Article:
Time to Promote Responsible Card Offerings?

Since credit unions were largely uninvolved with the practices that lead to the creation of the CARD Act, they are strongly positioned to benefit from the current environment as disaffected bank customers look to establish credit with financial institutions they can trust.

 
 

Negative headlines about financial institutions are commonplace in our current national climate, but one issue in particular has risen above the din in the last few months.

The Credit Card Accountability Responsibility and Disclosure (CARD) Act was signed into law at the end of May. The law was structured around the Credit Cardholders' Bill of Rights, which was developed in order to protect consumers from confusing terminology, excessive fees, surprise interest rate increases, prepayment penalties, retroactive interest rate increases on existing balances, and other unsavory practices that have become staples of many credit card programs.

Portions of the CARD Act are set to be implemented on a staggered schedule, with the first wave in August 2009, and the last in August 2010. Many banks have appeared in the headlines recently as they scramble to enact changes before the legislation goes into effect:

Credit Card Issuers Raising Rates Ahead of New Law – The Washington Post, 7/2/2009

Consumers Hit Again as Some Banks Raise Credit Rates, Fees – USA Today, 7/1/2009

BofA to Boost Rates on Cards with Balances – The Wall Street Journal, 4/9/2009

I encourage you to read some of the public comments that have been posted in response to these articles. Consumers that have never missed a payment or exhibited any type of 'risky' behavior are being directly notified about reduced credit limits, increasing overall rates and fees, restructured rewards programs, and dramatically increasing rates on existing balances. I would wager that someone you know has received one of these notifications in the past few weeks. Many of these consumers view these actions as undeserved penalizations and are understandably upset.

An Opportunity for Credit Unions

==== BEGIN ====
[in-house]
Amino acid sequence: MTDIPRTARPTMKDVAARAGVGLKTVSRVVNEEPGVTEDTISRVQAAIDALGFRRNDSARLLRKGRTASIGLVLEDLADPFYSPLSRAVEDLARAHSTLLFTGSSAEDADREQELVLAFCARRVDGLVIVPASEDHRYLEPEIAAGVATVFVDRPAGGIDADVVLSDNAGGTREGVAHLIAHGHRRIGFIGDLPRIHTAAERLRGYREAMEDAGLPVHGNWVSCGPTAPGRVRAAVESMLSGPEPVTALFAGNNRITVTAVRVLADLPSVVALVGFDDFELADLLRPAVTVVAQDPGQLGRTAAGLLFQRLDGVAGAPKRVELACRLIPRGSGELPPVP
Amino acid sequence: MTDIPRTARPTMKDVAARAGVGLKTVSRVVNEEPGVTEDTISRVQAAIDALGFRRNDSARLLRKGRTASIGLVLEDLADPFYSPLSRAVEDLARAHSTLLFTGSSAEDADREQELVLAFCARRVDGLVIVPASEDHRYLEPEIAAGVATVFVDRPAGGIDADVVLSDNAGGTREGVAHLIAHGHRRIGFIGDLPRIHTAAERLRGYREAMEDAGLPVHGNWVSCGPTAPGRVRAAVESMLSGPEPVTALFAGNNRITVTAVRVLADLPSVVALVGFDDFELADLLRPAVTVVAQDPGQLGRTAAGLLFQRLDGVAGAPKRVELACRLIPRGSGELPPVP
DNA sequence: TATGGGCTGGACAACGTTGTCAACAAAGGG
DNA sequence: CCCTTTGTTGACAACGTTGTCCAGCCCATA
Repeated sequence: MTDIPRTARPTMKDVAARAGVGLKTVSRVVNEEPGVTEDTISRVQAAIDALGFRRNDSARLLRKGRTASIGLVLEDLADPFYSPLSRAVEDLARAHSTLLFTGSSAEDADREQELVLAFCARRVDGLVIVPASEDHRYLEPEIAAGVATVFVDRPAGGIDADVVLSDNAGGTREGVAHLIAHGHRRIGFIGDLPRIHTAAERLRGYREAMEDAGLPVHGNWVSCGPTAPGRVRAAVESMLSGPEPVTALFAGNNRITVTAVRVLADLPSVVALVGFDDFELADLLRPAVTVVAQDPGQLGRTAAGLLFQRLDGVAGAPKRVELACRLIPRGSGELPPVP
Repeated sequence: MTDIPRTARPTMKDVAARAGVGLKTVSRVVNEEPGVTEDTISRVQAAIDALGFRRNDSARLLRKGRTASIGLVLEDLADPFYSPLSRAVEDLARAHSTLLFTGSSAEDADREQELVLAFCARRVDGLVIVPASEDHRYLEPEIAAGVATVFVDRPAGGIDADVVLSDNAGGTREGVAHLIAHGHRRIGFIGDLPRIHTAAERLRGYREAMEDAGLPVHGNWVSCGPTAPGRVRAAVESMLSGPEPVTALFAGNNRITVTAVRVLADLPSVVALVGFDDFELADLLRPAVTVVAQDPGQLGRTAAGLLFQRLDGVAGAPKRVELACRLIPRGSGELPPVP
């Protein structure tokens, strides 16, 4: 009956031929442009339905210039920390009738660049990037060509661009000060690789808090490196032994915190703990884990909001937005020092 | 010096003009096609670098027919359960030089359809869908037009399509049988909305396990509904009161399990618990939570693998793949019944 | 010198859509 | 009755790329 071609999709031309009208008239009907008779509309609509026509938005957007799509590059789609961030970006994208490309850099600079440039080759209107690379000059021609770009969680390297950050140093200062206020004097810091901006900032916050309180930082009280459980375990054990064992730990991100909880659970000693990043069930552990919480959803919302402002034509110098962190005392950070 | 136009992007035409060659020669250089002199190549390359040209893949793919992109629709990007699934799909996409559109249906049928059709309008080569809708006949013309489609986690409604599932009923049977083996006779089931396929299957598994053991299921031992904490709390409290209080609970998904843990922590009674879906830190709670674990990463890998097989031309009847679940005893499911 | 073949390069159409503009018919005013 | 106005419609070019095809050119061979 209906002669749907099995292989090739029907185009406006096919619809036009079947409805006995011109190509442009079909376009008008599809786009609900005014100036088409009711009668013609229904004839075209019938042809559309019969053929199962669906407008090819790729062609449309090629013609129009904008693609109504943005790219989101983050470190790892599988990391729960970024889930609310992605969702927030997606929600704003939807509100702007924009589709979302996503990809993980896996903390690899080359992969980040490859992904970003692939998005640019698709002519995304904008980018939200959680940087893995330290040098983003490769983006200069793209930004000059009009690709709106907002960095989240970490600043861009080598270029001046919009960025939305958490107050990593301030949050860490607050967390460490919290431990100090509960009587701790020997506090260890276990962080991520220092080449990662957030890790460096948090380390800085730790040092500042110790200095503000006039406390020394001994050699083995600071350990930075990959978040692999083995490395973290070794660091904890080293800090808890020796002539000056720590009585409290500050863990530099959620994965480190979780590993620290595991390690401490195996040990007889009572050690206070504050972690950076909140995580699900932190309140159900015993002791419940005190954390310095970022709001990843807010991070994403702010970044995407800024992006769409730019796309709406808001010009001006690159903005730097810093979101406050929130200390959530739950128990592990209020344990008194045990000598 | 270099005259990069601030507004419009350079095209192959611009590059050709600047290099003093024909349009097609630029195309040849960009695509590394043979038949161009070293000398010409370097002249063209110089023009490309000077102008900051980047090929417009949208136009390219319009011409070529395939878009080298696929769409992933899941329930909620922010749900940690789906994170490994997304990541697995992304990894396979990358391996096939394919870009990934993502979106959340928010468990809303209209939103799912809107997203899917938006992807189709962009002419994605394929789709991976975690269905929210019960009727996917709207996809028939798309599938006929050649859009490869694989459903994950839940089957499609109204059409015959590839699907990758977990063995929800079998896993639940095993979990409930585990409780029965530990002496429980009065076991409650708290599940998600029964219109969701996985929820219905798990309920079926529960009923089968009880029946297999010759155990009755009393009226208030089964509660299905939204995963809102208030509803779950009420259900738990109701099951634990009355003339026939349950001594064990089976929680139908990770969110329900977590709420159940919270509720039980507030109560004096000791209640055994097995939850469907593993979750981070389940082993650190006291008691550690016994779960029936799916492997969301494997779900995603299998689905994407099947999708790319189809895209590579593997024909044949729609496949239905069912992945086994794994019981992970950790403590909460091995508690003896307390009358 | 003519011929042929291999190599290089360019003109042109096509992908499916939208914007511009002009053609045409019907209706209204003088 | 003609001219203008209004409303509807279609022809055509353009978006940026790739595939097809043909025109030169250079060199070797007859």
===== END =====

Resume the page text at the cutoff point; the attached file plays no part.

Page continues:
Since credit unions were largely uninvolved with the practices that lead to the creation of the CARD Act, they are strongly positioned to benefit from the current environment as disaffected bank customers look to establish credit with financial institutions they can trust. Many credit unions are capitalizing on the recent public interest in credit card practices to promote their transparent and reasonable card offerings. How is your credit union planning on taking advantage of this opportunity?

 

 

 

 

July 31, 2009


Comments

 
 
 
  • My advice to credit unions during this time is to "stay the course". If your card program has been generating $75-$100 annual net income per account, you will be in good shape. This is not the time to hit your members with the SAME changes banks are making: variable rates, increased APRs, increased fees, cash advance fees, etc. You would be surprised at the number of inquiries I've been receiving regarding the variable rate structure. Keep in mind, "rate" is only one part of the income stream: 70% finance charge, 15% interchange and 15% fees. Fees and usage must also be balances. If you have had a huge amount of overlimit fee income in the past, this is one category that needs to be reviewed. Make sure you know beyond the card program ROA (ie net income per account) before making any drastic rate changes to your program.
    Ondine Irving